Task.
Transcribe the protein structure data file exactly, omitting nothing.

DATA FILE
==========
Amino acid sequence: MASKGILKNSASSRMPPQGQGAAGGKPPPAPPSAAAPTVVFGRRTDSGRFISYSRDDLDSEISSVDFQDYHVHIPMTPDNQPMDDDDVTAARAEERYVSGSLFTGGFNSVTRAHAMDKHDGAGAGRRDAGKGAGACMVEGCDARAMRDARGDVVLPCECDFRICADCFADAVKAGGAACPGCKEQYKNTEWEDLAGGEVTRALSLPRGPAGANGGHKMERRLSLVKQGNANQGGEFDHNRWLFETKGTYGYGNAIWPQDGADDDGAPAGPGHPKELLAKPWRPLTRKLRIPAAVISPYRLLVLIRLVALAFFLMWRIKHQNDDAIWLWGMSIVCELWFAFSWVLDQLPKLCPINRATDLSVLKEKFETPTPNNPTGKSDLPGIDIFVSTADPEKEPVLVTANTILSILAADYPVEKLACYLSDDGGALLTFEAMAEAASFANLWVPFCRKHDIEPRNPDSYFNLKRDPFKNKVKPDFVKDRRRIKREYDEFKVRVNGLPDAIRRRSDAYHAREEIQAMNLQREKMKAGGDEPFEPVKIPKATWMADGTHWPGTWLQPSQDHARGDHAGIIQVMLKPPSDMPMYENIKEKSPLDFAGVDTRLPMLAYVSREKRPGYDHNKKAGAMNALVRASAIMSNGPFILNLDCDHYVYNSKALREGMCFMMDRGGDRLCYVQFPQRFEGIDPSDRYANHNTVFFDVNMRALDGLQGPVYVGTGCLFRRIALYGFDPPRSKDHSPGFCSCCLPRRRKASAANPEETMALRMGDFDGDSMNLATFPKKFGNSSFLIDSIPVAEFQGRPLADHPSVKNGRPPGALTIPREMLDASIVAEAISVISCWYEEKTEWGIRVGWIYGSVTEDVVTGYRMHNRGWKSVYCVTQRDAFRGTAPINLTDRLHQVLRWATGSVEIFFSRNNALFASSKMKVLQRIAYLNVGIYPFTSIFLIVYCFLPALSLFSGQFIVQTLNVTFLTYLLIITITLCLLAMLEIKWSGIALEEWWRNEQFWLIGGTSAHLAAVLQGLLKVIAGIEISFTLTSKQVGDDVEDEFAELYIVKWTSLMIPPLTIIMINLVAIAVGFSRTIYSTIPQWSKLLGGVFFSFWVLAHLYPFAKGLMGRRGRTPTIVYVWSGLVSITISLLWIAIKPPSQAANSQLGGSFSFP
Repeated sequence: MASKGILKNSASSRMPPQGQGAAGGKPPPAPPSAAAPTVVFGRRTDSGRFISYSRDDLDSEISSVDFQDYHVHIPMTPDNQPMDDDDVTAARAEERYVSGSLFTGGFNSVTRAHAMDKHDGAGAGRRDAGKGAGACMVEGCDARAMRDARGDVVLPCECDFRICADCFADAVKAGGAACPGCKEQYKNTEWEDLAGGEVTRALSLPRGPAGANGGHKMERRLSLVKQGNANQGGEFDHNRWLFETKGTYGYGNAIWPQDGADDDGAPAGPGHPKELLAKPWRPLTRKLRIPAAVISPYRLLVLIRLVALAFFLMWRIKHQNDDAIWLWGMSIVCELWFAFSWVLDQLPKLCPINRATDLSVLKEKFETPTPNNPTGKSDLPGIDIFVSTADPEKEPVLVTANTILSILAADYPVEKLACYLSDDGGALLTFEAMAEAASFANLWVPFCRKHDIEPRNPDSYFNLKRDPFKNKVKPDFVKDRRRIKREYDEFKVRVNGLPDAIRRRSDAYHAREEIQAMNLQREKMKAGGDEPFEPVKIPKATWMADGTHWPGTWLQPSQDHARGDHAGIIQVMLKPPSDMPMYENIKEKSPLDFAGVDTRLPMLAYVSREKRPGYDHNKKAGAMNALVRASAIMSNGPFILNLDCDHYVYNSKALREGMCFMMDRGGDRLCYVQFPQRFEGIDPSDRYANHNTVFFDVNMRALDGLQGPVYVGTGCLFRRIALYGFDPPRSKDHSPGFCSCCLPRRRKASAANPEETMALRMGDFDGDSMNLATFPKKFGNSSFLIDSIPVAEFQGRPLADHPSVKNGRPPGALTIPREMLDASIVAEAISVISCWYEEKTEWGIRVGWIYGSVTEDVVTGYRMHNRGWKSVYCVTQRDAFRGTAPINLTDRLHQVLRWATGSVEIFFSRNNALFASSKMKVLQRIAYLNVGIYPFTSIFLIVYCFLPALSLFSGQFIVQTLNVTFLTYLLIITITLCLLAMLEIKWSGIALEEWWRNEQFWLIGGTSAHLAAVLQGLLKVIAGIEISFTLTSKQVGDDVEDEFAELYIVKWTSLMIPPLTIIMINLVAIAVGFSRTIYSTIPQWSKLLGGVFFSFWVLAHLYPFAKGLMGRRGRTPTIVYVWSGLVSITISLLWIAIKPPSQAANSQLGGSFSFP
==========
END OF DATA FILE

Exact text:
Amino acid sequence: MASKGILKNSASSRMPPQGQGAAGGKPPPAPPSAAAPTVVFGRRTDSGRFISYSRDDLDSEISSVDFQDYHVHIPMTPDNQPMDDDDVTAARAEERYVSGSLFTGGFNSVTRAHAMDKHDGAGAGRRDAGKGAGACMVEGCDARAMRDARGDVVLPCECDFRICADCFADAVKAGGAACPGCKEQYKNTEWEDLAGGEVTRALSLPRGPAGANGGHKMERRLSLVKQGNANQGGEFDHNRWLFETKGTYGYGNAIWPQDGADDDGAPAGPGHPKELLAKPWRPLTRKLRIPAAVISPYRLLVLIRLVALAFFLMWRIKHQNDDAIWLWGMSIVCELWFAFSWVLDQLPKLCPINRATDLSVLKEKFETPTPNNPTGKSDLPGIDIFVSTADPEKEPVLVTANTILSILAADYPVEKLACYLSDDGGALLTFEAMAEAASFANLWVPFCRKHDIEPRNPDSYFNLKRDPFKNKVKPDFVKDRRRIKREYDEFKVRVNGLPDAIRRRSDAYHAREEIQAMNLQREKMKAGGDEPFEPVKIPKATWMADGTHWPGTWLQPSQDHARGDHAGIIQVMLKPPSDMPMYENIKEKSPLDFAGVDTRLPMLAYVSREKRPGYDHNKKAGAMNALVRASAIMSNGPFILNLDCDHYVYNSKALREGMCFMMDRGGDRLCYVQFPQRFEGIDPSDRYANHNTVFFDVNMRALDGLQGPVYVGTGCLFRRIALYGFDPPRSKDHSPGFCSCCLPRRRKASAANPEETMALRMGDFDGDSMNLATFPKKFGNSSFLIDSIPVAEFQGRPLADHPSVKNGRPPGALTIPREMLDASIVAEAISVISCWYEEKTEWGIRVGWIYGSVTEDVVTGYRMHNRGWKSVYCVTQRDAFRGTAPINLTDRLHQVLRWATGSVEIFFSRNNALFASSKMKVLQRIAYLNVGIYPFTSIFLIVYCFLPALSLFSGQFIVQTLNVTFLTYLLIITITLCLLAMLEIKWSGIALEEWWRNEQFWLIGGTSAHLAAVLQGLLKVIAGIEISFTLTSKQVGDDVEDEFAELYIVKWTSLMIPPLTIIMINLVAIAVGFSRTIYSTIPQWSKLLGGVFFSFWVLAHLYPFAKGLMGRRGRTPTIVYVWSGLVSITISLLWIAIKPPSQAANSQLGGSFSFP
Repeated sequence: MASKGILKNSASSRMPPQGQGAAGGKPPPAPPSAAAPTVVFGRRTDSGRFISYSRDDLDSEISSVDFQDYHVHIPMTPDNQPMDDDDVTAARAEERYVSGSLFTGGFNSVTRAHAMDKHDGAGAGRRDAGKGAGACMVEGCDARAMRDARGDVVLPCECDFRICADCFADAVKAGGAACPGCKEQYKNTEWEDLAGGEVTRALSLPRGPAGANGGHKMERRLSLVKQGNANQGGEFDHNRWLFETKGTYGYGNAIWPQDGADDDGAPAGPGHPKELLAKPWRPLTRKLRIPAAVISPYRLLVLIRLVALAFFLMWRIKHQNDDAIWLWGMSIVCELWFAFSWVLDQLPKLCPINRATDLSVLKEKFETPTPNNPTGKSDLPGIDIFVSTADPEKEPVLVTANTILSILAADYPVEKLACYLSDDGGALLTFEAMAEAASFANLWVPFCRKHDIEPRNPDSYFNLKRDPFKNKVKPDFVKDRRRIKREYDEFKVRVNGLPDAIRRRSDAYHAREEIQAMNLQREKMKAGGDEPFEPVKIPKATWMADGTHWPGTWLQPSQDHARGDHAGIIQVMLKPPSDMPMYENIKEKSPLDFAGVDTRLPMLAYVSREKRPGYDHNKKAGAMNALVRASAIMSNGPFILNLDCDHYVYNSKALREGMCFMMDRGGDRLCYVQFPQRFEGIDPSDRYANHNTVFFDVNMRALDGLQGPVYVGTGCLFRRIALYGFDPPRSKDHSPGFCSCCLPRRRKASAANPEETMALRMGDFDGDSMNLATFPKKFGNSSFLIDSIPVAEFQGRPLADHPSVKNGRPPGALTIPREMLDASIVAEAISVISCWYEEKTEWGIRVGWIYGSVTEDVVTGYRMHNRGWKSVYCVTQRDAFRGTAPINLTDRLHQVLRWATGSVEIFFSRNNALFASSKMKVLQRIAYLNVGIYPFTSIFLIVYCFLPALSLFSGQFIVQTLNVTFLTYLLIITITLCLLAMLEIKWSGIALEEWWRNEQFWLIGGTSAHLAAVLQGLLKVIAGIEISFTLTSKQVGDDVEDEFAELYIVKWTSLMIPPLTIIMINLVAIAVGFSRTIYSTIPQWSKLLGGVFFSFWVLAHLYPFAKGLMGRRGRTPTIVYVWSGLVSITISLLWIAIKPPSQAANSQLGGSFSFP